• I heard that the Mocha Hut further up 14th is going to be a different restaurant with the Mocha Hut name – managed by different people. Not sure when they are opening, but I keep hearing “soon”.

  • When will we be flooded with too many cute coffee shops on lower GA Ave? I am tired of the empty storefronts up there, particularly next to Temperance Hall, I mean, Looking Glass Lounge. Anyone know the owners of Big Bear, would they open one up here for us????? Please?????

  • “but as the child of an alcoholic-i think it would be a mistake to downplay the
    devastation it can wreak on a family.”

    Not to make light of your situation, but your parent(s)’s alcoholism should not hinder me from buying alcohol at say 10:01PM on a Sat. night. If you feel that alcohol is so bad, then you should be for banning it outright. Trying to artificially limit its availability at certain times of the day or night is asinine. People are not oppose to selling cigs,dutch masters, black & milds and rolling papers at all times of the night. And they kill just as many people.

  • i really like everything youre saying nate… it definitely all makes sense, and i concur. we let churches dictate too much, i think…

  • nate-my dad is deceased, so it isnt a factor. i wasnt drawing a correlation
    between my experience and banning liquor. i dont drink, so it doesnt personally
    impact my liver or my pocketbook. i am assuming you arent opposed to selling “cigs, dutch masters, black and milds”etc. you strike me as a status quo embracing, free market kind of guy…
    enjoy your beverage of choice.

  • I have trouble believing Yes Organic Market would have trouble getting a liquor license with all the support they have from the ANCs and the city council. Also – this isn’t Shaw, the churches do not run Petworth. I strongly support Yes getting a license to sell beer & wine; they will fill a major gap in this neighborhood by supplying good quality beer and wines.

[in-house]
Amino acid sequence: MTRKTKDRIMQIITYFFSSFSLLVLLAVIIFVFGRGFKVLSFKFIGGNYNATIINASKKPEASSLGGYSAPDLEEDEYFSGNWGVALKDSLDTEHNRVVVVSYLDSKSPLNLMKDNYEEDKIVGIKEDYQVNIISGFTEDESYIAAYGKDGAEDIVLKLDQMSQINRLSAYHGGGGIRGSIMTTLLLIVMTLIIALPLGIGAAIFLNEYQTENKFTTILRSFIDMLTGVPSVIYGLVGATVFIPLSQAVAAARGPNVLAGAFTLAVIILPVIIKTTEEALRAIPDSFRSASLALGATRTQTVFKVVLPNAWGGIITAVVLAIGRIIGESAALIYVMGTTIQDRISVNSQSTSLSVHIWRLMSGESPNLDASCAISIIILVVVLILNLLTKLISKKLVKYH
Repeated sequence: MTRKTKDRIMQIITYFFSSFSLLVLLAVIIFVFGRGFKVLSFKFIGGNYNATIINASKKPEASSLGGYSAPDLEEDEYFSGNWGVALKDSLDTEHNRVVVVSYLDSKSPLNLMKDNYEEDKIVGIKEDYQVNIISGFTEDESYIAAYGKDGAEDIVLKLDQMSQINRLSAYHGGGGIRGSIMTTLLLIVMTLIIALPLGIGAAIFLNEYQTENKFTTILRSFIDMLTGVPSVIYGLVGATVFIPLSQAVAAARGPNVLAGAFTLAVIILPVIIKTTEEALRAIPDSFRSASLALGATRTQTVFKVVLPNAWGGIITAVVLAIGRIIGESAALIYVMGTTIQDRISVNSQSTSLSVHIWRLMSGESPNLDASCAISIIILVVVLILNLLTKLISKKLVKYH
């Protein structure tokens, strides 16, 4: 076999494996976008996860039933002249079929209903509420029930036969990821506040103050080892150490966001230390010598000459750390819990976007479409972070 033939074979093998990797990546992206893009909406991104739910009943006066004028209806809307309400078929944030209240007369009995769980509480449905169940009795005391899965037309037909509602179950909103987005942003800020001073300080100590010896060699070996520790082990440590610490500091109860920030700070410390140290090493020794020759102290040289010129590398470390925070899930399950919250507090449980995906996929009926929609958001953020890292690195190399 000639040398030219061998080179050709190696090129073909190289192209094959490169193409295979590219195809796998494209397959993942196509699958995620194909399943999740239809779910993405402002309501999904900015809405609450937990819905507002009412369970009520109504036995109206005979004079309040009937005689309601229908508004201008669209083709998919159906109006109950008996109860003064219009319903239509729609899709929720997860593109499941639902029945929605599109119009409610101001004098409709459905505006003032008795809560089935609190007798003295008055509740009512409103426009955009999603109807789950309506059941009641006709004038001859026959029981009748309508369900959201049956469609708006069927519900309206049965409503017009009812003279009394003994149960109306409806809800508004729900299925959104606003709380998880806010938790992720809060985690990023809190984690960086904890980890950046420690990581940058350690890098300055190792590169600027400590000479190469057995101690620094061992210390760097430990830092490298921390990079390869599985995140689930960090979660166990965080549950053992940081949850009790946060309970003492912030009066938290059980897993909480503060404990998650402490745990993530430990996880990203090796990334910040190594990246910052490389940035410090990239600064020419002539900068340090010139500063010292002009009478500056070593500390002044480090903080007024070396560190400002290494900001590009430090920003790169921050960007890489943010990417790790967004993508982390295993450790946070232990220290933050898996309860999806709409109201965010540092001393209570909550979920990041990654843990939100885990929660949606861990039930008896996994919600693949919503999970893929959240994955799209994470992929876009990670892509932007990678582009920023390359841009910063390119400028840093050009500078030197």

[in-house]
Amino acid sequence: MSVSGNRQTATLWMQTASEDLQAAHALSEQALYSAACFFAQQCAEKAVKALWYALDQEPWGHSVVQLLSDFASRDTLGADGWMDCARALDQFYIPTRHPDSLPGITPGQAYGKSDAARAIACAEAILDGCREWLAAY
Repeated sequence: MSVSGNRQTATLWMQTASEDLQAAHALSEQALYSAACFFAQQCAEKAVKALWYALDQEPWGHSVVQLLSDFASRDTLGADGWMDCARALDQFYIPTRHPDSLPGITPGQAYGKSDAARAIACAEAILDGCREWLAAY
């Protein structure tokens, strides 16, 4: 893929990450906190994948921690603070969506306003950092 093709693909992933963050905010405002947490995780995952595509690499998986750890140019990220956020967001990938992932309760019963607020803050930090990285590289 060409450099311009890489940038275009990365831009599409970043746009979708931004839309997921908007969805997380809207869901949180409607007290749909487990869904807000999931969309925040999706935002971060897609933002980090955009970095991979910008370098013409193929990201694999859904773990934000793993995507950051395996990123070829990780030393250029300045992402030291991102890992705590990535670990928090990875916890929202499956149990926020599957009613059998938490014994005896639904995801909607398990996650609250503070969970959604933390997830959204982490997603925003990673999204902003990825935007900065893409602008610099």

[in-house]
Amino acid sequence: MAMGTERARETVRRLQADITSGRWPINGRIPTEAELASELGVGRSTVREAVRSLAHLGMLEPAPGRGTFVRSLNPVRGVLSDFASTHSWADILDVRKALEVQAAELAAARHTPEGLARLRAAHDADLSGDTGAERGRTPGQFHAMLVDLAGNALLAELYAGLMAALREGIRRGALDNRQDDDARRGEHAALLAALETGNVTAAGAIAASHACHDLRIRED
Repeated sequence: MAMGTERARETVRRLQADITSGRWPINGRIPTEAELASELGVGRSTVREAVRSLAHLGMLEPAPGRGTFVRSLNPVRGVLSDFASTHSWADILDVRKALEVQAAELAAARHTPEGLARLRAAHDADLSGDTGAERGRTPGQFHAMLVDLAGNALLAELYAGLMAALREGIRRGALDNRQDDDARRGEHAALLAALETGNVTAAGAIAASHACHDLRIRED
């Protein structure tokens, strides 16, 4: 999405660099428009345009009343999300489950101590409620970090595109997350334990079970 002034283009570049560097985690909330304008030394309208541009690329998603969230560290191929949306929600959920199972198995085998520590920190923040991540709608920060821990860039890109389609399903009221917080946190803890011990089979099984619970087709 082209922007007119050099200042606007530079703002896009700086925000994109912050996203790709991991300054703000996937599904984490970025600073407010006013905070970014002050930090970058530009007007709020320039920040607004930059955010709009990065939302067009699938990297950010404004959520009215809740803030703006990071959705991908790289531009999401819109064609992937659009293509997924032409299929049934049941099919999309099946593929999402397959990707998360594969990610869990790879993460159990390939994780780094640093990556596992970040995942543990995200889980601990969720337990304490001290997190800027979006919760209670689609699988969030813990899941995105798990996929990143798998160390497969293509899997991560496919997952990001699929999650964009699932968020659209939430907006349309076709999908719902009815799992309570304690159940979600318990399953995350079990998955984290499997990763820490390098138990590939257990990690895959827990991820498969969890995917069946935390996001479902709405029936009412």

Regarding the comments on we have too many coffee shops already — that might be true in Columbia Heights, but is NOT the case in Petworth. I’d like to be able to walk to one! And I love Mocha Hut.

  • Wow…for the first time ever, I actually agree with quite a few things Nate said…Who knew?

  • There is no DC-wide liquor license moritorium and, to my knowledge, no Petworth specific moritorium. Sales of single beers are banned in certain areas (H St, NE and Mt. Pleaseant come to mind) and I think Ward 4 was trying to ban singles as well.
    As to why a grocery store would want to sell beer and wine, the profit margin is fairly high and there is little to no spoilage. You only have to look at the fight Harris Teater in Adams Morgan put up to get their liquor license to realize how much retailers value them.

  • Err.. which “strip of retail on Irving” does this refer to exactly? Would be nice if you were a bit more accurate.

  • GforGood:

    Way back when I was a wee lad, I remember my teachers in grade school introducing a little concept called “context clues.” (And, apparently, alliteration…Crap! I did it again!)

    Now, being that all of the establishments mentioned above are part of the mondo commercial development you may or may not have noticed taking place in Columbia Heights I would be willing to venture a guess that the aformentioned “Mocha Hut” will probably be going somewhere along there. I can’t imagine what other “strip of retail on Irving” that’s ALSO in proximity of Starbuck$, Mayorga et al exists that would cause such a need for accuracy.

  • …that is, of course, unless you were being facetious. In which case I pre-apologize for my snarkiness.

    (If you weren’t then the snarkiness is 100% intentional.)

    Okay I go bye-bye now.

  • I wonder if “The House” on Georgia had any trouble getting its liquor license.

  • Speaking of churches and their influence, I find it most annoying that churches filled to the brim with people who have abandoned DC for Maryland think they should have a say in what happens in a neighborhood they’ve long ago abandoned. Just imagine if the old synagouge on Grant Circle hadn’t been converted to a church and you had old jewish folks out in Montgomery County trying to dictate what happened back in their old neighborhood…